Friday, October 23, 2020

Is a Royal Enfield fixer-upper a good deal? Is love?

Close up for Royal Enfield motorcycle with rust on dashboard.
A sad old Royal Enfield. Low miles. But why doesn't it run?
Got your eye on buying an old Royal Enfield that might just need a little fixing up?

I recently corresponded with a gentleman who ended up buying a 2003 Royal Enfield Bullet that didn't run. As we discussed it, the question of how much to offer kept coming up.

I'm not a mechanic, so my reaction was that no price could be too low as long as the seller wasn't  willing to even try to get it going. Maybe some fresh gas and jumper cables would have produced at least a couple of hopeful hiccups.

But the buyer was confident of his mechanical abilities and was looking for a project anyway. So he made the leap. I hope it works out.

If the thing indeed just needs gas and a battery, he got a nice bargain.

More money (and thus more risk) was involved in another email conversation, this one with a man eyeing a 1968 Royal Enfield Interceptor. Fixing a common 15-year-old Bullet, with parts galore available from India, is one thing. Fixing a rare 50-year-old British motorcycle is another.

Despite its age and rough condition, the would-be-buyer thought it would still be a "worthwhile investment."

I know little about classic Interceptors, except that they are impressive in every category, including power, performance, style, beauty and asking price. So I kicked the question to Chris Overton, a Royal Enfield enthusiast who knows them well.

His reply:

"The word 'investment' in his letter may just be an unfortunate word choice. The economics of fixing up bikes is well known, and the book-keepers equation does not balance without a substantial measure of emotion or neurosis as a sort of thumb on the scales."

That sums it up pretty well, I think.

Even a non-mechanic like me has had the experience of encountering a needy old vehicle with some admirable traits and thinking "I could fix that. I could save it. I can imagine how wonderful it could be again."

In my hands, too many times that story has ended with the object of my enthusiasm going to the junk yard. None of those vehicles ever cast a sad eye after me as I walked away.

We love things. Things don't love us back. But we love to forget that.


  1. I could write an entire article on this.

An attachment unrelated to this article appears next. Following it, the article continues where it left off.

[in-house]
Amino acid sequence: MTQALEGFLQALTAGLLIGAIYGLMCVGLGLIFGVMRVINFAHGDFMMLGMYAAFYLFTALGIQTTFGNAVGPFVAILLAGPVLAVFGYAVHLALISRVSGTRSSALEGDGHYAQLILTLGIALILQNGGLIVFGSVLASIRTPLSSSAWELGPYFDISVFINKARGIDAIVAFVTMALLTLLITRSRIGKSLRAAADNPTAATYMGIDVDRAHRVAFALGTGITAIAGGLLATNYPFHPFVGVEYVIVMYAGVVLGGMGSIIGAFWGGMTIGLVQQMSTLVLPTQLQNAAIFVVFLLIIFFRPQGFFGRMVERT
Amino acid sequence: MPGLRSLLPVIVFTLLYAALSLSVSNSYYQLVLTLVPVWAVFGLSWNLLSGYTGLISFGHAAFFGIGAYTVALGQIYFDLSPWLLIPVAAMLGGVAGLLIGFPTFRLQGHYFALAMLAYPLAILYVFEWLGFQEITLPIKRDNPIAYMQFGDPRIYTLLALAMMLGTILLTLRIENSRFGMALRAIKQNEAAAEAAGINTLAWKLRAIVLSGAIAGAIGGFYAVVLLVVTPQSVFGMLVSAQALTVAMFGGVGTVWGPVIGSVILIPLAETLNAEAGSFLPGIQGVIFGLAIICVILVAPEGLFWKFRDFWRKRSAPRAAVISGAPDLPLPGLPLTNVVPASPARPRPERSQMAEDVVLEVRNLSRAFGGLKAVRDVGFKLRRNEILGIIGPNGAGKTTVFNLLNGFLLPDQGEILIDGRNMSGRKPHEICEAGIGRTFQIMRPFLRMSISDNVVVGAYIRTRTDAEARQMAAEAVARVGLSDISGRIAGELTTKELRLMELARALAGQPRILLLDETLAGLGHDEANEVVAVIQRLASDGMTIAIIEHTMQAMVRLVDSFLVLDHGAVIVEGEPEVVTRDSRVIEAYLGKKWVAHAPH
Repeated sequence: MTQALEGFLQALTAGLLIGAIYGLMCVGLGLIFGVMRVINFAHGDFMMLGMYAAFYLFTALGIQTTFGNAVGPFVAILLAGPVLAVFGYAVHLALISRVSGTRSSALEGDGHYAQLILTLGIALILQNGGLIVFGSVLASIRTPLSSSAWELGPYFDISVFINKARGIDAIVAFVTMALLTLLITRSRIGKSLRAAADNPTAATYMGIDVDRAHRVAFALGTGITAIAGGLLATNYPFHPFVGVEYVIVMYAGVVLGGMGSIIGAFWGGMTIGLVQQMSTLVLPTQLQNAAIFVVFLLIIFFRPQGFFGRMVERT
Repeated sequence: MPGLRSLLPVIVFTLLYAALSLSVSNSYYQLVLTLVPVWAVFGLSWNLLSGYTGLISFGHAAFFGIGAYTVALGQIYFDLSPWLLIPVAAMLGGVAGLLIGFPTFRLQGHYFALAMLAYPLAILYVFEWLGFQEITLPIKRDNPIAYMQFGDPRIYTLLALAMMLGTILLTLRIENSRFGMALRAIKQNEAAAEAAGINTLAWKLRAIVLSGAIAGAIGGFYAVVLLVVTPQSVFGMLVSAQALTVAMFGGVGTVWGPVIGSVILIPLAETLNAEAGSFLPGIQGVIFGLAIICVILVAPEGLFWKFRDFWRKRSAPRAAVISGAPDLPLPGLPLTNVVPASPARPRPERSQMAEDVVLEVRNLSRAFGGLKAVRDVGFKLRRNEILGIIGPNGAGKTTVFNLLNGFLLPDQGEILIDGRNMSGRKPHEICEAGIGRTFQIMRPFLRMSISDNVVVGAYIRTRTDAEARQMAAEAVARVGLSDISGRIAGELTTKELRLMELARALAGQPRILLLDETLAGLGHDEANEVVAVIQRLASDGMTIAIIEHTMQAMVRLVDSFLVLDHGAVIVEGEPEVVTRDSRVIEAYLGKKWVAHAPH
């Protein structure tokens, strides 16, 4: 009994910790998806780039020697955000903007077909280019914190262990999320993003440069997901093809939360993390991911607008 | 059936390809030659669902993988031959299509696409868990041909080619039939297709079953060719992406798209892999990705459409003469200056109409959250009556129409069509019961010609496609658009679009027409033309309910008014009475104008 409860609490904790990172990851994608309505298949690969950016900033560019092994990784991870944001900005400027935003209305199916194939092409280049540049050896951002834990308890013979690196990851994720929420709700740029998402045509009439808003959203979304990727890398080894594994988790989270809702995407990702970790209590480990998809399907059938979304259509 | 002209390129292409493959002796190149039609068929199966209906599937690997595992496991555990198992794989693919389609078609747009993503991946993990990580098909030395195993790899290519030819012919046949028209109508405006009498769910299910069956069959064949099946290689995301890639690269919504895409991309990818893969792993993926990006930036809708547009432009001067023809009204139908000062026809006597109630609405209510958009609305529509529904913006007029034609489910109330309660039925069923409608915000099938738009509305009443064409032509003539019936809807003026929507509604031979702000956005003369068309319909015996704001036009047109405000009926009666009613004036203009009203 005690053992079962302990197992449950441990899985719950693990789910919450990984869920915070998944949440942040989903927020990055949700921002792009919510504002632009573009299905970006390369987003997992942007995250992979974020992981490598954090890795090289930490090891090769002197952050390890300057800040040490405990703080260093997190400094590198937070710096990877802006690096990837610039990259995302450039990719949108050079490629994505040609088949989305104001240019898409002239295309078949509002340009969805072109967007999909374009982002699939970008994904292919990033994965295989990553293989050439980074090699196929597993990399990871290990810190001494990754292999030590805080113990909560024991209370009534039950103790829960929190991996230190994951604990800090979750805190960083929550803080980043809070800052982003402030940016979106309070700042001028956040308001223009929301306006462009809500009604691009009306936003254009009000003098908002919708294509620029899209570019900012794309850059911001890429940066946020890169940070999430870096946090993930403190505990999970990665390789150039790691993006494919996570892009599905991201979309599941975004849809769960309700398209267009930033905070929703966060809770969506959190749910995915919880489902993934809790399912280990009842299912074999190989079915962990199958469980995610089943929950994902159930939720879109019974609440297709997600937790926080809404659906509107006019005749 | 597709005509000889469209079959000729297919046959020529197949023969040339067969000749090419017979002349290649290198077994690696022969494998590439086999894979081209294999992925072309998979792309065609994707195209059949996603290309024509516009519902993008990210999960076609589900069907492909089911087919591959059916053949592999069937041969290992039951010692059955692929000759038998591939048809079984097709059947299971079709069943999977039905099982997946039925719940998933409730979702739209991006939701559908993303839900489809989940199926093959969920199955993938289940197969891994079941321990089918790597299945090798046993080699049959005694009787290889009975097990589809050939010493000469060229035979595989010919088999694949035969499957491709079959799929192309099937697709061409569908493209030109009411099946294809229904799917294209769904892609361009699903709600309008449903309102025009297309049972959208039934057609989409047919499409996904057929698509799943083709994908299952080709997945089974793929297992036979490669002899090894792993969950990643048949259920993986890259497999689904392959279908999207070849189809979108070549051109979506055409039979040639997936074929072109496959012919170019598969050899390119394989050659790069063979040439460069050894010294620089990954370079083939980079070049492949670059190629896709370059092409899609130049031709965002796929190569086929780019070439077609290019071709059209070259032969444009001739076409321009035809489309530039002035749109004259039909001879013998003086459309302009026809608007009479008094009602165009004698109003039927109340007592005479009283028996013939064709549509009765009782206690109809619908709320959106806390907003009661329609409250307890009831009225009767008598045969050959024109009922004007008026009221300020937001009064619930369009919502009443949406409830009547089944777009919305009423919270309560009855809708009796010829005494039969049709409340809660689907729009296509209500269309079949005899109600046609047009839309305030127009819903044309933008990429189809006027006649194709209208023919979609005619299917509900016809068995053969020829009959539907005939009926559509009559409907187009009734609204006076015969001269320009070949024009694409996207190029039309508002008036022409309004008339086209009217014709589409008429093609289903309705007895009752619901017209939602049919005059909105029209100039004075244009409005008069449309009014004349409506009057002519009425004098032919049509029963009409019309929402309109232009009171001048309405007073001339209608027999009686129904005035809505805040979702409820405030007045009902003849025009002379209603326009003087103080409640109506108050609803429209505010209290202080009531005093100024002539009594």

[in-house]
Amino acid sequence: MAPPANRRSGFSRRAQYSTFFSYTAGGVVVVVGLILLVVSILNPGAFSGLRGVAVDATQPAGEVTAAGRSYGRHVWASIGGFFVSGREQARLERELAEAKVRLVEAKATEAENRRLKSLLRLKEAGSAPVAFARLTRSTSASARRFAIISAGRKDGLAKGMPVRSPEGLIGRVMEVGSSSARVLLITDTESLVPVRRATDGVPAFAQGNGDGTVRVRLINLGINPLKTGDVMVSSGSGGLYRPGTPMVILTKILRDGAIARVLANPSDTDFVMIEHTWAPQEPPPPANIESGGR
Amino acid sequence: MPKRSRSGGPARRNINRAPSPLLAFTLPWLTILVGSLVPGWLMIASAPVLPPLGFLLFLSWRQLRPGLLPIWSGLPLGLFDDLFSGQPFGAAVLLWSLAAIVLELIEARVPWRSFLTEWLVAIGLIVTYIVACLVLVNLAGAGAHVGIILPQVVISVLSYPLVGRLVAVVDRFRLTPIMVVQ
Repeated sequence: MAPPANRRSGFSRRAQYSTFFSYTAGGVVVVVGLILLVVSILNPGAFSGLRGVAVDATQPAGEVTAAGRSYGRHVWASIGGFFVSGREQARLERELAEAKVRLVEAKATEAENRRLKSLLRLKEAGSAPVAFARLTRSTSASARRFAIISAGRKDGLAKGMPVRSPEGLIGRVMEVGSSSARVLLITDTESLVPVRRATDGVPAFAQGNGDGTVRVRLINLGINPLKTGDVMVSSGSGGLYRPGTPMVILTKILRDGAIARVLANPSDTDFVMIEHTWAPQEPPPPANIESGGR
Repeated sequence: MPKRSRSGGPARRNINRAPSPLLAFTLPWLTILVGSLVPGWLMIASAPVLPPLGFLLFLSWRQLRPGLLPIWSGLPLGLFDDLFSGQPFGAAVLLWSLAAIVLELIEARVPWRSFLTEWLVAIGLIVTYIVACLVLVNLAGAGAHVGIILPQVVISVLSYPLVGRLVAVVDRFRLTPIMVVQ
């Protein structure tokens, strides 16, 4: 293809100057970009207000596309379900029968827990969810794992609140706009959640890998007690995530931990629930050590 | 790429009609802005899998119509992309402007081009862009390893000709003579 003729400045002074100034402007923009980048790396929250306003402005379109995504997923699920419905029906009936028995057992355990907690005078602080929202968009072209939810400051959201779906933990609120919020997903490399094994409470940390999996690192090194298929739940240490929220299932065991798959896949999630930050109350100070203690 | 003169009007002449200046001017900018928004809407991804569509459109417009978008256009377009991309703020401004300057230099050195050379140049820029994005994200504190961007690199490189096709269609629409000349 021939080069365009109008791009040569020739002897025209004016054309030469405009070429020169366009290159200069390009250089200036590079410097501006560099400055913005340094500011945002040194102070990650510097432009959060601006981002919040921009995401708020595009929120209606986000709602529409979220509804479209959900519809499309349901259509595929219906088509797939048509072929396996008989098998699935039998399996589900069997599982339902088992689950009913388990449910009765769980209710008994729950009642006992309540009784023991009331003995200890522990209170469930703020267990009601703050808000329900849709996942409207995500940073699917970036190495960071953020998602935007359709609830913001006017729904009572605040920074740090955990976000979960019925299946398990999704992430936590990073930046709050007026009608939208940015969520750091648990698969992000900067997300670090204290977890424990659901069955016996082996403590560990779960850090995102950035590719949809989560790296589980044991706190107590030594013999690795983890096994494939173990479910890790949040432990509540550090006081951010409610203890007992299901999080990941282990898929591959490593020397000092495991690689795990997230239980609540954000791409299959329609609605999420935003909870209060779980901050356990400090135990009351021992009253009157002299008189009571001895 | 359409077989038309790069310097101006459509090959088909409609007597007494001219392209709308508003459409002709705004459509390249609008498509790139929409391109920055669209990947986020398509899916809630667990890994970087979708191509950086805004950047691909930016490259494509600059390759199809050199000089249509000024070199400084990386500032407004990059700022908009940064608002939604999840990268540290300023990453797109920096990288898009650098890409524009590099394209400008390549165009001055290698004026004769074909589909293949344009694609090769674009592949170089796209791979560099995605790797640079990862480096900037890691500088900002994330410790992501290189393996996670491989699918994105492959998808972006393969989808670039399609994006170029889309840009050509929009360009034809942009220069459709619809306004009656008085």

I bought my Bullet in pieces needing major engine work. I could have bought one running for not a lot of money but the resurrection was as much a part of the 'hobby' as being able to ride it. Thus my book "Dodging Bullets" which you reviewed some time ago. If the journey is not the point of such a project, only the final result, it shouldn't be undertaken.

    I recently bought a 1964 Interceptor, also not running. Working on the Bullet developed a real appreciation in the engineering and history of RE. Though the 750 twin will be more difficult and more expensive to get going it is another journey I look forward to taking. It is unlikely one will profit at all from such a project. At best we may 'break even'. But the cost paid for parts and in time should be considered the price of an advanced education in these things.

    1. "Dodging Bullets" is just the book for anyone considering buying a fixer-upper to read. My review of it is here.

  2. Look up Angus D. Campbell on YouTube. This man lovingly restores BSA and Triumph motorcycles, many found in the most abysmal condition. He does it because he is an enthusiast with solid mechanical credentials, not because he figures he has some private largesse that will reap financial rewards. This is why people really do stuff like this. If that is you, then go for it. Otherwise, go to the dealer and buy new.

  3. Well spoke. Bullets demand either mechanical willingness on the part of the owner or "Leno" like money and paid staff. Not a machine for the dilettante crowd, but that is part of their appeal to me. In 1940 when they were designed, some mechanical aptitude was expected on the part of the buyer. Lubricants & fuels are not what we have today. A "top end" every 6,000 - 12,000 miles was expected. Keeping the shifter & clutch bits fettled was just assumed, as was staying on top of valve & chain adjustments. A maintained Bullet is "reliable" in the sense that it'll start & run & take you where you need to go at a reasonable pace, everytime, IF you do your part. A "Mechanically Empathetic" Bullet owner should have fewer "Mystery" problems than the owner of a modern machine when it fails to run - points, carb & pushrods see to that. - CW -


Follow royalenfields on Twitter